2.  Find other people who match you both. The chances are that these “Shared Matches” or “In Common With” matches are also descended from the same common ancestral couple (but beware of double-cousin connections – they can throw a spanner in the works). Get hold of their family trees and figure out how they are connected to your closest match. This exercise will hopefully identify a single common ancestral couple. If you are lucky, your closest match will also have other family members who have tested and who match you, and this will narrow down the connection to a single ancestral couple in their family tree.

3. Use the data from the Shared cM Project to help you create a draft family tree of how you are connected to the matches above. Be aware that this is merely a “most likely scenario” and the connection may be a generation higher than you have predicted (or even two). Keep it “Private” for now (i.e. not publicly visible) because it is largely experimental. This process involves building "mirror trees" i.e. you copy across potential relatives and ancestors from the trees of your closest matches. There are lots of tutorials online on how to do this (google them).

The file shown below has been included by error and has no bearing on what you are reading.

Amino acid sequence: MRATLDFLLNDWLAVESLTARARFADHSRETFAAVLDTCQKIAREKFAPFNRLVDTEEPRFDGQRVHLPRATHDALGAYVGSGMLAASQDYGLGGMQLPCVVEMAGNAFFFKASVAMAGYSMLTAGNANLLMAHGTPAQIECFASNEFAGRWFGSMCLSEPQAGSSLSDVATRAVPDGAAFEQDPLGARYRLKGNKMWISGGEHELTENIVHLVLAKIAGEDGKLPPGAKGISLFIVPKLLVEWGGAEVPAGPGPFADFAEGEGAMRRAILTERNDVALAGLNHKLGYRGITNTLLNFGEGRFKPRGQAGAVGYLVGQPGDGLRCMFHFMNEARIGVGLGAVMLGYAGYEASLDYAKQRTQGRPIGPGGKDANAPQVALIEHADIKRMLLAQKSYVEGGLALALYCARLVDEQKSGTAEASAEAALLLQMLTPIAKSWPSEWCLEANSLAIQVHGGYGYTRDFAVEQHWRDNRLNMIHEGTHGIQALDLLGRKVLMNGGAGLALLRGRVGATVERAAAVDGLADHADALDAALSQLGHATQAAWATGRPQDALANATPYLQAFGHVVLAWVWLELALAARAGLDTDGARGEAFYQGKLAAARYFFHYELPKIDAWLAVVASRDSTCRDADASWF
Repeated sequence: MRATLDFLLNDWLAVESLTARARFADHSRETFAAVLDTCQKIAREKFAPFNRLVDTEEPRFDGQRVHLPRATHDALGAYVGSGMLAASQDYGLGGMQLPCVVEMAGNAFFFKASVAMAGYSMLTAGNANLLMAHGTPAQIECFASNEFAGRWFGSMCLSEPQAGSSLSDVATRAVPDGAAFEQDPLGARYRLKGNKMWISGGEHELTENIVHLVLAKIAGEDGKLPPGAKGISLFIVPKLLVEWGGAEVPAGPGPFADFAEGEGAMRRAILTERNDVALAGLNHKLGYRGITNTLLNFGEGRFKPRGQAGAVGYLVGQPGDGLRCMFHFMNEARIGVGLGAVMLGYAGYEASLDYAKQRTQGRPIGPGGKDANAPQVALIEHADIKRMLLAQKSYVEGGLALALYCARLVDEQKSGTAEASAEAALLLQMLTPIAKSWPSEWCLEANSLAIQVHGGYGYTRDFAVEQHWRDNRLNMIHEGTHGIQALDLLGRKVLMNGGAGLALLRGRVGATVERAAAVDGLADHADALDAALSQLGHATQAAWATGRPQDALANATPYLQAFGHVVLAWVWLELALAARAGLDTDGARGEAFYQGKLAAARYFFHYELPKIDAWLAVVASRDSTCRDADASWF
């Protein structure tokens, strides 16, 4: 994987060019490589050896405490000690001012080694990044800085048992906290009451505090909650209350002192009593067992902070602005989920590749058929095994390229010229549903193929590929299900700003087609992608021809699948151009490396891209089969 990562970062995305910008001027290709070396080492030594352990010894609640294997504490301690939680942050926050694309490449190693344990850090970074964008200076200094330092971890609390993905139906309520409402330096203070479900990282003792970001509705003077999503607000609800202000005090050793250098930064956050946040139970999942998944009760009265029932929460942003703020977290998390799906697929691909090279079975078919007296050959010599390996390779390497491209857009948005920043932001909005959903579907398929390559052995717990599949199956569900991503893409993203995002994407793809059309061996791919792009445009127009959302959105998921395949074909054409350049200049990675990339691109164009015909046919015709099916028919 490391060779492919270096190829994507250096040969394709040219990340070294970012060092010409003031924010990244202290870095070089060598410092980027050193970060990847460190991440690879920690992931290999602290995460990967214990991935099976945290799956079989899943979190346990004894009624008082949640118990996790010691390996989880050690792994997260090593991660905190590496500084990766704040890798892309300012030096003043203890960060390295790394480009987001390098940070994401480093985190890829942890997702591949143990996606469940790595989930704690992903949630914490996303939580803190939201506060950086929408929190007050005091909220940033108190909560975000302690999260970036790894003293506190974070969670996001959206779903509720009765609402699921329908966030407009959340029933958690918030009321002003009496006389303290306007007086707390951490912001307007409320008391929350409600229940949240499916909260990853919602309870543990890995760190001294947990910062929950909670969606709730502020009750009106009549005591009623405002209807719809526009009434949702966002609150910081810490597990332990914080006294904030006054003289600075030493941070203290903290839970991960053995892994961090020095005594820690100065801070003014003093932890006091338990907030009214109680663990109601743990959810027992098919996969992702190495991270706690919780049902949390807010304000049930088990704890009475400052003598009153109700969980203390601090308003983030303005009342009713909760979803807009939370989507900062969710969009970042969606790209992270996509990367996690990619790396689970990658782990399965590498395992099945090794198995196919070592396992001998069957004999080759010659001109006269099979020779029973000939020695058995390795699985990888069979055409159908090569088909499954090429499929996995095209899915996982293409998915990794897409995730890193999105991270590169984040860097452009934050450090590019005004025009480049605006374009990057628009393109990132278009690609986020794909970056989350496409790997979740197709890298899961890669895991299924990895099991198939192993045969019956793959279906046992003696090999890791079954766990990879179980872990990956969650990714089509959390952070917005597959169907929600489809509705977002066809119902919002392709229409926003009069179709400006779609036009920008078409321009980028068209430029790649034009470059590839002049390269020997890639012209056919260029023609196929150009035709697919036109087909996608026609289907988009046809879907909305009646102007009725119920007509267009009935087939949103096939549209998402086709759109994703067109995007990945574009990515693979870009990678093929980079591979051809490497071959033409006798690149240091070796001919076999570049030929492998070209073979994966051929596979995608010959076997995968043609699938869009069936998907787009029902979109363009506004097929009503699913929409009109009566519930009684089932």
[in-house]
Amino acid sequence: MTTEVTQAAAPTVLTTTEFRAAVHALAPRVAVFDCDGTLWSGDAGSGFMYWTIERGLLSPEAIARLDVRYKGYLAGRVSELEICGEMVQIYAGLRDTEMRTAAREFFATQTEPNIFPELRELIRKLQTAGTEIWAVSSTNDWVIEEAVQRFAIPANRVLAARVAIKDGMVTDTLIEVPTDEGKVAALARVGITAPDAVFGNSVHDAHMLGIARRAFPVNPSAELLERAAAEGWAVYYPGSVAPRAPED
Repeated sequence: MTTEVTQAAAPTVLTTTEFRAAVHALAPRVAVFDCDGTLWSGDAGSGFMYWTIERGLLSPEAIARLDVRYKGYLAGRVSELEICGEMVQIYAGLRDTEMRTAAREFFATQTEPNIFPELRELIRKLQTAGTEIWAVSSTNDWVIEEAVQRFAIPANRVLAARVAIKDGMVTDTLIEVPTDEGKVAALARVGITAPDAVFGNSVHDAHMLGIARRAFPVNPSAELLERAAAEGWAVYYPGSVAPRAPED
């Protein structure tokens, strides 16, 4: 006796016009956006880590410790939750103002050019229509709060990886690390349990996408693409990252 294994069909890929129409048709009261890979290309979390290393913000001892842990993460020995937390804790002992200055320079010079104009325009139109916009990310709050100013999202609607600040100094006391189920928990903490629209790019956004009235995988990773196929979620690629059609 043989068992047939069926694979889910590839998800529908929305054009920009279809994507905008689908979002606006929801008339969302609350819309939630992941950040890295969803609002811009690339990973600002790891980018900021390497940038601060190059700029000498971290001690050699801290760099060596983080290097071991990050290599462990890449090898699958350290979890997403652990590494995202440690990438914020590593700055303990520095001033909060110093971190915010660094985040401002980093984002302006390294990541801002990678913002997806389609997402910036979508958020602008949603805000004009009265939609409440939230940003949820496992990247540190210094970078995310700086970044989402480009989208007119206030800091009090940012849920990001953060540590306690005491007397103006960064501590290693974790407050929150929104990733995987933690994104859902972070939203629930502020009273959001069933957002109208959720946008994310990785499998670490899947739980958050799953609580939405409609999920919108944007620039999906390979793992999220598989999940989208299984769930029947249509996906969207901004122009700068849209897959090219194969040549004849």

4. Having identified the “most likely” common ancestral couple, trace all their descendants down to the present day. If your estimations are correct, one of these descendants will be your biological father or your biological mother … but which one?

5. There are several tricks you can use to identify the most likely candidate for your biological parent:
a. If you have already identified your mother, then you know you are looking for your father and therefore you only need to identify family lines that have males of the right age to be your father
b. Look at locations. If you know where your conception is likely to have occurred, then there may be only one person from the list of descendants who was in “the right place at the right time”